privitization

Posted: March 10, 2013
By: Clay Cerny

[On Sundays, this blog explores topics beyond the work world in “Sabbath.”]

Detroit and Democracy

I wanted to do more to prepare more to write this post, but I’ve had work responsibilities this week and weekend that would not let me dive into research and numbers.  Even so, I feel a need to express my less than informed opinion on a vital topic – the impending takeover of Detroit.

It’s not the big media story I thought it would be.  It’s taken as a given that Detroit is “bankrupt” and “something has to be done.”  I’ve even heard that claim in progressive media.  Is Detroit in trouble?  Of course, it is.  So are many other large American cities that have lost their industrial base.  No one seems to be asking if there are alternatives to taking power from the hands of elected officials and putting it in the hands of an unelected Emergency Manager.  Governor Rick Snyder presents this solution that he has introduced in other cities as the only way to save the state’s biggest city.

Let’s take a minute and ask some questions:

1.  Is the situation as bad as the governor claims?  Why is Michigan the only state in the nation where such action is taking place on such a scale?  Is the governor really concerned about helping cities, or is he working off an ALEC playbook strategy to transfer public wealth into private hands?  Is there any evidence that Emergency Managers in other cities have made a long term improvement in local conditions – long term, not a simple give away to the connected class?

2.  Where is the wealth?  Throughout America, central cities are surrounded by suburbs that conduct business in and take their identity from the urban hub.  Could some system be devised where those who benefit from the hub pay their share for its upkeep?  Why not tax suburbs that have a surplus?  Why not introduce county wide or regional taxes that would help revive great American cities?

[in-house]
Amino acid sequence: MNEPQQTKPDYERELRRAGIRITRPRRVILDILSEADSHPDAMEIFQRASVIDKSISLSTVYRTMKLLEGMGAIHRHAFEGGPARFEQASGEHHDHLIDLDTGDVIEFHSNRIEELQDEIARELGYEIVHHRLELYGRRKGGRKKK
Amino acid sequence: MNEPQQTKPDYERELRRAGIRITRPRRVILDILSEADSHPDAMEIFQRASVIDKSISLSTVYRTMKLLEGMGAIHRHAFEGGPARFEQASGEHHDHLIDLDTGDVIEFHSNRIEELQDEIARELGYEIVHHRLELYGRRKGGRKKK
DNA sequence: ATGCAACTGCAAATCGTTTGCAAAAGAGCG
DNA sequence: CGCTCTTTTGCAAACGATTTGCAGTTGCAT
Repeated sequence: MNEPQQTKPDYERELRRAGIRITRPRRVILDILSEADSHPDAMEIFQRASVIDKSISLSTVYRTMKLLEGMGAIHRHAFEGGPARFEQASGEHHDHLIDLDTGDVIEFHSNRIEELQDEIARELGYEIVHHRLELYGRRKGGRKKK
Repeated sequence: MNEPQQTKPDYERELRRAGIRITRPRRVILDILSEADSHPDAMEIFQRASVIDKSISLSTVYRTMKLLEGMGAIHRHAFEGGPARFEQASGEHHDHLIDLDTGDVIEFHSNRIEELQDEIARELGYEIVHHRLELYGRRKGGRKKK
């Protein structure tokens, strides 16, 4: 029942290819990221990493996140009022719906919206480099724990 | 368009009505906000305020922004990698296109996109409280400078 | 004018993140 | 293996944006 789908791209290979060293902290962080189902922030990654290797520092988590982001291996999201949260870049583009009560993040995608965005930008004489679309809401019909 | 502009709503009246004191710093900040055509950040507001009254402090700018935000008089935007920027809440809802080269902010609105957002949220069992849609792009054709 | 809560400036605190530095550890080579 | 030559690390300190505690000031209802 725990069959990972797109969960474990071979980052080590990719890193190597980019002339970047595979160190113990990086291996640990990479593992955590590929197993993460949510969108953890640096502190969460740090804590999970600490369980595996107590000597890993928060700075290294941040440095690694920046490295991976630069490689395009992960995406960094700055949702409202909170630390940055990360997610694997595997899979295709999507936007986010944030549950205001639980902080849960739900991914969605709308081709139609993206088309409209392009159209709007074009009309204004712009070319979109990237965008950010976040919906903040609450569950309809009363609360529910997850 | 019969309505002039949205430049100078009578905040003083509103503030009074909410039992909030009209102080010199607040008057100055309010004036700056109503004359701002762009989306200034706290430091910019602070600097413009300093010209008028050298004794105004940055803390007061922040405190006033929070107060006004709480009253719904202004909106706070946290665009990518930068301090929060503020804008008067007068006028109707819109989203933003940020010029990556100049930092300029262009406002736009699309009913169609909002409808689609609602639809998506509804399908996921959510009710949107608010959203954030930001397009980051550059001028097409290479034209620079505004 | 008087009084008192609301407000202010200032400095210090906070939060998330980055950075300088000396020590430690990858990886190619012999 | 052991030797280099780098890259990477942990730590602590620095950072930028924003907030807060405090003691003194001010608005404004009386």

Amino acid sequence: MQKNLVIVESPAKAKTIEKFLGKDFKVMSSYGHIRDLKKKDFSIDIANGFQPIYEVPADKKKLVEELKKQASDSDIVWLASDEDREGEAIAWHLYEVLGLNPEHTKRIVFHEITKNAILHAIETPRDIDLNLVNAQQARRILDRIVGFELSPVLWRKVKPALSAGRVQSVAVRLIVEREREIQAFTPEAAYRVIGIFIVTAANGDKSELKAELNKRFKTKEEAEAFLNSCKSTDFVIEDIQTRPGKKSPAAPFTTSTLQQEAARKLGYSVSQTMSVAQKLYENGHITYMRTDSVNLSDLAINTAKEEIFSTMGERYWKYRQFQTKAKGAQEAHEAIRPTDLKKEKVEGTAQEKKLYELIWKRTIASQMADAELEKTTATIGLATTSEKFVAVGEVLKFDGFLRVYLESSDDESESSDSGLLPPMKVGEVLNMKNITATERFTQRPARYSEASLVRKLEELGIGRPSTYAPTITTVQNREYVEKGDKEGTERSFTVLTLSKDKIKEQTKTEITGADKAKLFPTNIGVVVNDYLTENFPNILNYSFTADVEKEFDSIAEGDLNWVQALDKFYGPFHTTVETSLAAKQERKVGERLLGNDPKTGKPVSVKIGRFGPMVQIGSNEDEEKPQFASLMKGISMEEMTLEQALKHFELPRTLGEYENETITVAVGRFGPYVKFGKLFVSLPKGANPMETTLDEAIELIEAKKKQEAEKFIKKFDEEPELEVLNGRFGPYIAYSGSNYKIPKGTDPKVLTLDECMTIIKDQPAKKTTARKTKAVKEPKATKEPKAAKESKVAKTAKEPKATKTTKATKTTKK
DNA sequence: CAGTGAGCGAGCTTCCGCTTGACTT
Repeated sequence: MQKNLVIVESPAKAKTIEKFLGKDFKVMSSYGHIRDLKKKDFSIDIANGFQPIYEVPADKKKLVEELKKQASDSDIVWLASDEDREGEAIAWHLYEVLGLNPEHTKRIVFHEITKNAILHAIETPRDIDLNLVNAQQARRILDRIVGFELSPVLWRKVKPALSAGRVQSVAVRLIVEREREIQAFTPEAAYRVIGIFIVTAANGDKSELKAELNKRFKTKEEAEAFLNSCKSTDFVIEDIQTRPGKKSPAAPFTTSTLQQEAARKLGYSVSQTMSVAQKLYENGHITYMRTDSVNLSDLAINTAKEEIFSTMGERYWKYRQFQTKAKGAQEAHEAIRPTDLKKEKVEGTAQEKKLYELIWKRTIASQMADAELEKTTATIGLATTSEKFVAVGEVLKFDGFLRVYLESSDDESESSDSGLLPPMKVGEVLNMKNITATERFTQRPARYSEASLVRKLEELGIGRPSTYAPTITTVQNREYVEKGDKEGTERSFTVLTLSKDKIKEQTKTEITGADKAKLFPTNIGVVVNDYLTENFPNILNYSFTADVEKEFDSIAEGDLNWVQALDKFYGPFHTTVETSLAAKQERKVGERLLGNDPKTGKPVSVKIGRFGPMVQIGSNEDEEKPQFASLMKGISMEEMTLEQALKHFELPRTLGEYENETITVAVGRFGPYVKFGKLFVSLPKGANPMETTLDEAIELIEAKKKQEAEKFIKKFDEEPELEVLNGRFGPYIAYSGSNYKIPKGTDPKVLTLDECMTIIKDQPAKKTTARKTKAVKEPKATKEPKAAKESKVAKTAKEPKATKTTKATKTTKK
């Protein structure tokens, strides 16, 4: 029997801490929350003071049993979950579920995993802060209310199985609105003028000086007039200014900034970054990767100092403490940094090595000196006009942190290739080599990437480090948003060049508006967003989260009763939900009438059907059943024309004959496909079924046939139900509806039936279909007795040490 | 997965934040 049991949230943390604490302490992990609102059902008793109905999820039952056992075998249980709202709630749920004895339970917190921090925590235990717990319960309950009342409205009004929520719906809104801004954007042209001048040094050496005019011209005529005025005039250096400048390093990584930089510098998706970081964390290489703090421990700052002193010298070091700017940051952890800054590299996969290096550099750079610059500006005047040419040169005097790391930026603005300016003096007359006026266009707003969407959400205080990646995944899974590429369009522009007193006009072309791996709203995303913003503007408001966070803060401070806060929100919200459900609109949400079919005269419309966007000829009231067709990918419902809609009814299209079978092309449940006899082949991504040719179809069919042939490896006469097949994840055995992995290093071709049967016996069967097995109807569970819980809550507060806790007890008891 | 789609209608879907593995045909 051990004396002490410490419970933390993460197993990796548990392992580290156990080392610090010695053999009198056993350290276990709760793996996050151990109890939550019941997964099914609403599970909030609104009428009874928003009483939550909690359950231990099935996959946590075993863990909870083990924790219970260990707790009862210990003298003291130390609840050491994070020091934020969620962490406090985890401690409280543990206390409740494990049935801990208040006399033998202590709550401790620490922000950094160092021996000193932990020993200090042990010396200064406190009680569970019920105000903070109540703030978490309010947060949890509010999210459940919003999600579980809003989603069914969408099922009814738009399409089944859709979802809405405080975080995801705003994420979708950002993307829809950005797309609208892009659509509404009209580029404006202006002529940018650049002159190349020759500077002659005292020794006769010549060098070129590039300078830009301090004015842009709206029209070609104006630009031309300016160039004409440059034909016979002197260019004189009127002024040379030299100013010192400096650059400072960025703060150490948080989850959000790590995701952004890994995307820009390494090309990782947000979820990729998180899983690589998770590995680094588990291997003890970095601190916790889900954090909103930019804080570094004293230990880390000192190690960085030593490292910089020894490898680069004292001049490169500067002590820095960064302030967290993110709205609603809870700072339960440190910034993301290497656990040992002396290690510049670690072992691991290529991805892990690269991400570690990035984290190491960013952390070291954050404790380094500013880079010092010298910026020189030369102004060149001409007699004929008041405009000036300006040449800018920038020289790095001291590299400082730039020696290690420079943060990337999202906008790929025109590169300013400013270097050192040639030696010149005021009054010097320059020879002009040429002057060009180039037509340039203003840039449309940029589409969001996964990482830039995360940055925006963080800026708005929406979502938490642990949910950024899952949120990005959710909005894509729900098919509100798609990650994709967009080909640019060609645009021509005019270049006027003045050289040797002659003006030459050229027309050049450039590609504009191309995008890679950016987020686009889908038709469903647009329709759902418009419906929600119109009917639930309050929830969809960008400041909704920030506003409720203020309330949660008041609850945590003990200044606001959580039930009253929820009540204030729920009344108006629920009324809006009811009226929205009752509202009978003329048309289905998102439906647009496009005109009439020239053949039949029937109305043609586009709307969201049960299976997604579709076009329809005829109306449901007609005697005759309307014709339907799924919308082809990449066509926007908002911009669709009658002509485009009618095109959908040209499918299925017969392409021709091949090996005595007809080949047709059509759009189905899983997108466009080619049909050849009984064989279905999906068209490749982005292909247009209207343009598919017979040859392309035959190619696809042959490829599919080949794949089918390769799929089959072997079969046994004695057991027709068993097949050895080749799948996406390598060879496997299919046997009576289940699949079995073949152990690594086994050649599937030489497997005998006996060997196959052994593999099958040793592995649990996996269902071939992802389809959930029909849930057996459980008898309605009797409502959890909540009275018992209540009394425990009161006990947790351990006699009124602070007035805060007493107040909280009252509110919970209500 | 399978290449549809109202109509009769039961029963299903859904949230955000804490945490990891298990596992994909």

Here in Chicago we’ve had similar claims of impending ruin.  One of Mayor Daley’s chief aides used the term “Doomsday” in talking about the state of the city’s school system and public transit system.  Both systems were cut in the face of such claims.  Mayor Daley also transferred public assets of parking meters and a public toll road to private interests.  The city’s finances are not better.  In fact, by the end of the contract, the city will lose money on the parking meter contract.  Now Mayor Emanuel want to close over 100 schools because of a pending billion dollar deficit.  Is this a real problem or a way to move students from public to “charter” schools?

Whenever a politician claims a situation is an emergency, we need to ask for better evidence and transparency, not solutions that make the original problem worse and benefit only those who are the most wealthy.  We need to ask harder questions about our leaders and their solutions, especially those that deal with privatization.  The fate of Detroit and other cities in Michigan need to seen as a sign of things to come.  Will the U.S. live up to its promise of being a democracy that offers opportunity to all of its people, including the poor?  Or will the country further devolve into an oligarchy of the wealthy, by the wealthy, and for the wealthy?

Postscript: On this weekend’s Smiley and West radio program, Cornel West said: “You can’t love money and love poor people.” He was criticizing political leaders, both Republicans and Democrats.  I can only respond with one word: Amen.

More:  Laura Clawson of Daily Kos weighs in on the consequences of a Detroit take over and what has happened in other Michigan cities that have lost their democratic rule.

Posted: March 2, 2013
By: Clay Cerny

[“Sabbath” is this blog’s Sunday feature that looks beyond jobs and career.]

NPR – One-sided on Detroit?

I was listening to NPR’s Weekend Edition this morning, and what I heard upset me.  The program featured two stories on Michigan Governor Rick Snyder’s decision to appoint an Emergency Manager [Financial Dictator] for its largest city, Detroit.  Snyder was given ample time to defend his decision, which he did using rhetoric that combined strong leadership and sunny optimism.